10. tripledoubleturnover says:

    Huh. So congratulations Warriors on beating a battered team after they’ve been worn down. Done like true champions. Just like Dwight Howard.

    • lbj says:

      Congratulations too to the Warriors for beating New Orleans, Memphis, and Houston on the way to the Finals! Not to mention their 67-win season!

      Unfortunately, there are no could-have-been trophies this year for the Cavs. Nobody waits for you in this league because the NBA is the league of the best basketball players in the world.

      A loss in the Finals because you’re battered and injured is counted the same as a loss in the Finals even when your healthy and at full strength! Go Cavs! Maybe Lebron goes back to Miami next season: Bosh, Wade, Whiteside, and Dragic are already there. Easy way out for the King!

    • Kingjamesfan says:

      Yea, go warriors!!!!

    • taekayo says:

      Whiner King has whiner subjects. makes sense.

    • BW says:

      Congrats to Cleveland for making it through the less than pathetic Eastern Conference playoffs. Put a healthy Cleveland against the Spurs in the first round and watch the Cavs go home in 4-5 games. The article already said the Cavaliers offense was just about the same throughout the playoffs with / without Love and Irving on the floor so that should tell you something right there. But now Cavs must be so tired from all those 4 game series they’ve had to play so far. I’ve never read more articles making excuses for a team in all my life. They are all professionals making millions of dollars per year and cant muster up energy with two days rest between games??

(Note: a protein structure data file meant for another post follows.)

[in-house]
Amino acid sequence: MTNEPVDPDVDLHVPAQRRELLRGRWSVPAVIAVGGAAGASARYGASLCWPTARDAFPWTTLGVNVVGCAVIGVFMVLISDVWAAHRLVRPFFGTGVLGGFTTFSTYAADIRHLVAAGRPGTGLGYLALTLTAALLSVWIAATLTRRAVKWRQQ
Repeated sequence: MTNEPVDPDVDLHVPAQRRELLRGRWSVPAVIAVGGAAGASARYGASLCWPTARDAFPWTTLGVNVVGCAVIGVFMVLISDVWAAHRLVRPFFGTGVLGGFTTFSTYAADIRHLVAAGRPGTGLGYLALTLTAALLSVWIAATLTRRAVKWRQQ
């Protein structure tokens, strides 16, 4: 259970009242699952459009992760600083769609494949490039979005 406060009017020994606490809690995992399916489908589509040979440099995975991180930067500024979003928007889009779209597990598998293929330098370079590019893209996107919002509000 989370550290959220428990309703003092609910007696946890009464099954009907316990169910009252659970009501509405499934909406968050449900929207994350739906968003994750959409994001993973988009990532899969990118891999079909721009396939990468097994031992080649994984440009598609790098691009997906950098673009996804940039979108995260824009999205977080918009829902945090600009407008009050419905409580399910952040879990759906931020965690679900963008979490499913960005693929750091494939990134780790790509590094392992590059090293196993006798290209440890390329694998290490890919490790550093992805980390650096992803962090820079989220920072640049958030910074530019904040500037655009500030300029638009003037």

11. Mark from Bay area says:

    I like the defensive adjustment on LeBron.
    For Game 1, it was just one-on-one with LeBron.
    LeBron was able to take advantage on game 2 and 3 because of it.

    For the game 4 and 5, GSW made adjustment, and smart plays by Iggy and Green enabled the “Help Defense”.
    The “Help Defense” has forced turn-over and Cav’s offense to faster pace, which is good for GSW’s advantage.

    Good adjustment overall.
    I don’t blame Blatt for not making adjustment because he does not have much option for thin bench.

    • reman from bay area says:

      Obviously hindsight is 20/20. But I found this “let LB do whatever the hell he wants, we are going to stay home with the shooters” strategy extremely odd. Isn’t it always about give offensive players different looks ? meaning, some times double team, some times single coverage, some times deny the ball. If warriors used this since the beginning, Bay Area should already be enjoying the championship trophy.